Three of the 152 Minnesota Army National Guard Soldiers in Company A, 1st Battalion, 194th Armor, based near Baghdad began their two-week leave.
Capt. Mike Pazdernik, Little Falls, who is the company commander, sent an e-mail update noting the first soldiers had left for their return home just days ago. The 15-day leaves for the company's soldiers will be spread out during the next eight months.
The 152 Minnesota Army National Guard soldiers in Company A, 1st Battalion, 194th Armor, left for an 18-month deployment in mid-October. By Dec. 22, the soldiers arrived in Kuwait to get acclimated to the area before moving into Iraq. Many of these soldiers are from Brainerd or Wadena, as well as St. Cloud. The soldiers are on an 18-month deployment with 12 months of "boots on the ground" duty near Baghdad.
The soldiers are out daily escorting convoys, providing area security and providing security for their own base camp. Pazdernik said many of the drivers already have logged nearly 4,000 miles.
"We've conducted hundreds of combat patrols," Pazdernik said. "We've saved innocent lives on the highway, and we'll never know how many other lives we've saved with just our presence alone. We've done our jobs professionally. We're proud of our unit, the role we have been asked to play in the global war on terrorism."
Last week three of the company's soldiers were involved in a head-on crash at 55 mph as a civilian semi-truck crossed the highway's center line and struck their armored vehicle. Pazdernik said the damage was extensive and the soldiers lives were saved by their seat belts.
"One of our first soldiers on the scene of the accident is a Minnesota state trooper back home," Pazdernik said. "He was absolutely amazed that our soldiers, especially the driver, survived a crash of that magnitude. They actually did far better than just surviving. They essentially walked away with nothing more than soreness and some superficial scratches and bruises. The driver and gunner were evacuated by helicopter to the nearest military hospital as a precautionary measure to make sure they didn't sustain any spinal or head injuries. All tests came back negative. Both soldiers are doing very well and are already back to work. I visited them at the hospital the day of the accident. I was so impressed by their positive attitude and strength."
Pazdernik and other company soldiers attended the memorial service for the three Minnesota National Guard soldiers from the 151st Field Artillery who were killed in Baghdad last week. So many people attended the service, they could not fit inside the chapel. Those outside the chapel could not hear words for the service but could hear the bugler play taps.
"Leaders and soldiers from all levels, and all areas of Iraq, were there," Pazdernik said. "After the service, every soldier, including those of us who had been outside, were allowed to file by individually to pay our respects to the memorials that were set up for each soldier. Each of the fallen had a traditional memorial erected in their honor consisting of a rifle with bayonet. The soldier's helmet sat on top of the rifle. Their boots were placed at the base. The soldier's dog tags hung from the rifle. A picture of each soldier sat in front of each memorial. One by one, each of us filed past, saluted the memorials, and offered our condolences to the unit commander and first sergeant. This was very moving and also very necessary, especially for soldiers who now have to pick up and carry on."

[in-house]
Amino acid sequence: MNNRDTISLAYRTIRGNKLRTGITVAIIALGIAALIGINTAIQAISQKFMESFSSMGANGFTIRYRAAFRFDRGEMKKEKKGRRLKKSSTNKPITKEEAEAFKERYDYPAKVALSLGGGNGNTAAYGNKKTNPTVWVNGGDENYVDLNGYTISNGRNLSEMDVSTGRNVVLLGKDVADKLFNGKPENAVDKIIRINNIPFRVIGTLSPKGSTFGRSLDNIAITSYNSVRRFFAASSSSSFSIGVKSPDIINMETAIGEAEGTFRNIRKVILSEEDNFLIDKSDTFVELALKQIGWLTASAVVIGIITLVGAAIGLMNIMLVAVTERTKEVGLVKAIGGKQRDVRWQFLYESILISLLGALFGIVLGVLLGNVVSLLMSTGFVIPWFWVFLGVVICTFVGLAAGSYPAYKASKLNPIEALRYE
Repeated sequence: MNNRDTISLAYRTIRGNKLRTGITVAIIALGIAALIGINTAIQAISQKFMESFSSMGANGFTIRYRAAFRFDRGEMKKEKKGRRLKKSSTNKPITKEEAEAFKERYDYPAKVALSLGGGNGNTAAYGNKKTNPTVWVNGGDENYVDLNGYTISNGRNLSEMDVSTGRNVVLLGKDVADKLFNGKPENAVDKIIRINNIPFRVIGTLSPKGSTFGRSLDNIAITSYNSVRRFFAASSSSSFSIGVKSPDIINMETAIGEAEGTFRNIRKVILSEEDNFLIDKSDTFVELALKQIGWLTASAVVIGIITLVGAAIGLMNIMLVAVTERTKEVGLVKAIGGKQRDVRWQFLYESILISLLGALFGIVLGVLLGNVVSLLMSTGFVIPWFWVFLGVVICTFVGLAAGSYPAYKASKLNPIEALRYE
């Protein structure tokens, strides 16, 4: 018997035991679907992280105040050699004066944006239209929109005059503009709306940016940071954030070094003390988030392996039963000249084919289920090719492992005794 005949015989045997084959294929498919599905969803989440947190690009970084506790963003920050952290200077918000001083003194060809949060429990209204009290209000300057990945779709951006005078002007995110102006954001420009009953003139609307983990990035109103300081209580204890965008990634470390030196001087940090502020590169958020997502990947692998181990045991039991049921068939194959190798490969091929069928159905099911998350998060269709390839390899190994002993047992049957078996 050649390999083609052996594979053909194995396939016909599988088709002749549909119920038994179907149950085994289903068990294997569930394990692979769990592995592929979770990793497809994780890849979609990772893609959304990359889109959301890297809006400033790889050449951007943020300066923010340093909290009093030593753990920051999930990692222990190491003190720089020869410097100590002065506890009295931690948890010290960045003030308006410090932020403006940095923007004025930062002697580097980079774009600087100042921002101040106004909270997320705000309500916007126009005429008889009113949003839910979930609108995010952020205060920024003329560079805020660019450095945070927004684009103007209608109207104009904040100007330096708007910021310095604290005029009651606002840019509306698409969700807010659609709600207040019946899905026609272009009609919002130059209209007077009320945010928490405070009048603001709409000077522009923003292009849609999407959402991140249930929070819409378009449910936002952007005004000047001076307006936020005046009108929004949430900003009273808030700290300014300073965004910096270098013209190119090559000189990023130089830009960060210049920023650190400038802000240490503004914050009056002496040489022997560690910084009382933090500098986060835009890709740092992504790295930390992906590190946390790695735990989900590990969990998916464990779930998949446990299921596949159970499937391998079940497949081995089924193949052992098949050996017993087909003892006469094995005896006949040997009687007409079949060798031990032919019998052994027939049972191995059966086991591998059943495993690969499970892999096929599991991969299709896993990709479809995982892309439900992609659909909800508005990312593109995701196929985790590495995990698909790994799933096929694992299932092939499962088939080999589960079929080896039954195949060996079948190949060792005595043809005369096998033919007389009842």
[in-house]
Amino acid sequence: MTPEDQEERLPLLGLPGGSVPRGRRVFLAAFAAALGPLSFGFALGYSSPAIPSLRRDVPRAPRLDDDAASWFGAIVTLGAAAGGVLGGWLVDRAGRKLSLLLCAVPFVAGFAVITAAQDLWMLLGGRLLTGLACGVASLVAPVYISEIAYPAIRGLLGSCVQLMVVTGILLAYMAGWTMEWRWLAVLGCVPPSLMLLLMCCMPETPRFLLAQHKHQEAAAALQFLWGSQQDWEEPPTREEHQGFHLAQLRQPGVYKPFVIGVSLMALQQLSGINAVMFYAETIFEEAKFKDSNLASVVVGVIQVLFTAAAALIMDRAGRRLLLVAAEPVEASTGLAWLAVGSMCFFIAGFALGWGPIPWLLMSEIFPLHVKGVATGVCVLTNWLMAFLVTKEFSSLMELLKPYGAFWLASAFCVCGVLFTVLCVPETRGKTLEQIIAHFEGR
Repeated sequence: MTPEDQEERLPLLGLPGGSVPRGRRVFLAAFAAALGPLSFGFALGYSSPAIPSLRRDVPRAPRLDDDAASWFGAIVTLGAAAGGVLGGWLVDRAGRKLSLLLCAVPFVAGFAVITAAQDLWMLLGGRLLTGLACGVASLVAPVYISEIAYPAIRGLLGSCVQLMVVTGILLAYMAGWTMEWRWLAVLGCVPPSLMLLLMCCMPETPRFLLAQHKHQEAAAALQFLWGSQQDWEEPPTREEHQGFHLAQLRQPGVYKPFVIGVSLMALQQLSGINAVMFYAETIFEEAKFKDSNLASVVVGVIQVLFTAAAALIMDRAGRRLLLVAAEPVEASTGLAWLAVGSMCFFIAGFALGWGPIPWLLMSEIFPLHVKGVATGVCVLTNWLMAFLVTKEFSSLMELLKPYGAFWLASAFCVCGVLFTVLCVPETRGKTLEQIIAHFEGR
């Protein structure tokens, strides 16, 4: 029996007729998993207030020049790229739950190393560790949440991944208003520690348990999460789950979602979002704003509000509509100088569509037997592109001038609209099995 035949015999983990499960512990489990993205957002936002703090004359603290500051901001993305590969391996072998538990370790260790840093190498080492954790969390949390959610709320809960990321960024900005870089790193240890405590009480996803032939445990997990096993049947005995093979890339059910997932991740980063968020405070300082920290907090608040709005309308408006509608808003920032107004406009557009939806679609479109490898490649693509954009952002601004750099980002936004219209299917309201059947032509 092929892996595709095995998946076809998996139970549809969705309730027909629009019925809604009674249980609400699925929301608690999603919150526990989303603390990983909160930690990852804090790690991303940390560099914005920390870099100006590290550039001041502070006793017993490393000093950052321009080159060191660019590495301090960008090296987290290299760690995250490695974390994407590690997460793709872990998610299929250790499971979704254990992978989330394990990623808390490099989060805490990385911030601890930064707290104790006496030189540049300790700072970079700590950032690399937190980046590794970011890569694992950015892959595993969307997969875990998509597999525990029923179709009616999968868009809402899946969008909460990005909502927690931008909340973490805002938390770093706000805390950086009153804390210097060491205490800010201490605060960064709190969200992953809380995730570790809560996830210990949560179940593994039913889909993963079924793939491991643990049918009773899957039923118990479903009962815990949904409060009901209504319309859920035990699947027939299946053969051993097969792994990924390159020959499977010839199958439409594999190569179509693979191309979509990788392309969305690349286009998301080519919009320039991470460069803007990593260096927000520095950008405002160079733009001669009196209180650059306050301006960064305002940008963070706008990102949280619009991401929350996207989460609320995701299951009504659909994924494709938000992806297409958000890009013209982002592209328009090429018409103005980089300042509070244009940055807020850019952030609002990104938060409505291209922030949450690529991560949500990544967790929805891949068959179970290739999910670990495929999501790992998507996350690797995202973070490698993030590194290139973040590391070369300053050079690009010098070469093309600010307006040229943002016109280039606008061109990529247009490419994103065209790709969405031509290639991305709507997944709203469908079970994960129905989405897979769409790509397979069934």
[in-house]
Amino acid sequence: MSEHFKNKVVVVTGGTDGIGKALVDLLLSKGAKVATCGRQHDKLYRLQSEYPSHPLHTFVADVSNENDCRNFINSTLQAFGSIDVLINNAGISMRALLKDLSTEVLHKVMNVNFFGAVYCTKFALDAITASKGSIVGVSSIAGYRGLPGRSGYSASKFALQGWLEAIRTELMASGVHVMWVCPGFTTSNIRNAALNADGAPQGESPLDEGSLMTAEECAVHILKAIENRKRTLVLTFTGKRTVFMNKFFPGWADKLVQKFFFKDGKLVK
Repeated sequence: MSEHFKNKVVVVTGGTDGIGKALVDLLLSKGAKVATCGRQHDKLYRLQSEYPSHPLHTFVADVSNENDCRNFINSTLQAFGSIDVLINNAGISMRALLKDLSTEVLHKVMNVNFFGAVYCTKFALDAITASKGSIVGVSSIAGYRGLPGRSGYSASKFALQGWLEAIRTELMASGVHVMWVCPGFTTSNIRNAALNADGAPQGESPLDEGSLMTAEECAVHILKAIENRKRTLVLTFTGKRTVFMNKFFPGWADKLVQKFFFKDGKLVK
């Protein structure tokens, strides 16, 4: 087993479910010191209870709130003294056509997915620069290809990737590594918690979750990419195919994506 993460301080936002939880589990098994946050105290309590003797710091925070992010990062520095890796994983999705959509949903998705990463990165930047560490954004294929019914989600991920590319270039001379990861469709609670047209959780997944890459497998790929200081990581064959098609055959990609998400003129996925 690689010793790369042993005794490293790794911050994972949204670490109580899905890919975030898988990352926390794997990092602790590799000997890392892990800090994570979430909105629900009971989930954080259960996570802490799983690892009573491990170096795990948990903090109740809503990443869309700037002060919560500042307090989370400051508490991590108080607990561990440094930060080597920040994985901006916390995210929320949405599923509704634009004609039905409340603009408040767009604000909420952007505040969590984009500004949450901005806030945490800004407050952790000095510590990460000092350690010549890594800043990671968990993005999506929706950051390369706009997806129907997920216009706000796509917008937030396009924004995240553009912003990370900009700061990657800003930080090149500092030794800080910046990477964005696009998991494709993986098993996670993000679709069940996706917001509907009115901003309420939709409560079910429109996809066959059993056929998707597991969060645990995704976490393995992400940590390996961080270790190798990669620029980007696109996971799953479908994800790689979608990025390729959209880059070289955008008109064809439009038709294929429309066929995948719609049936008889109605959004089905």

In terms of everyday conditions, Pazdernik said the company's living area will be moved soon in preparation of the arrival of climate-controlled trailers, which are expected to replace the current tents. It will be a roughly two-month process, completed by mid-May. The trailers should provide more protection against bugs, dust and heat. With the plan, soldiers will live two to a room. Now they have eight to 10 in a tent.
Part of the shift to make room for trailers includes moving the motor pool. Pazdernik praised the mechanics for a remarkable job in keeping the vehicles operating.
"They work tirelessly and always amaze me with how fast they fix things," Pazdernik said. "They have a very daunting task, especially when you get an appreciation for how hard we are on these vehicles during our missions. Without our mechanics, we would fail our mission here. They never complain. They never quit. Our motor sergeant jokes that we have a pretty good arrangement going between the soldiers on patrol and the mechanics. We keep breaking stuff and they keep fixing it. The trick is trying to figure out if the mechanics are fixing the stuff we break, or if we are breaking the stuff they fix."
RENEE RICHARDSON can be reached at email@example.com or 855-5852.
Brainerd Dispatch ©2013. All Rights Reserved.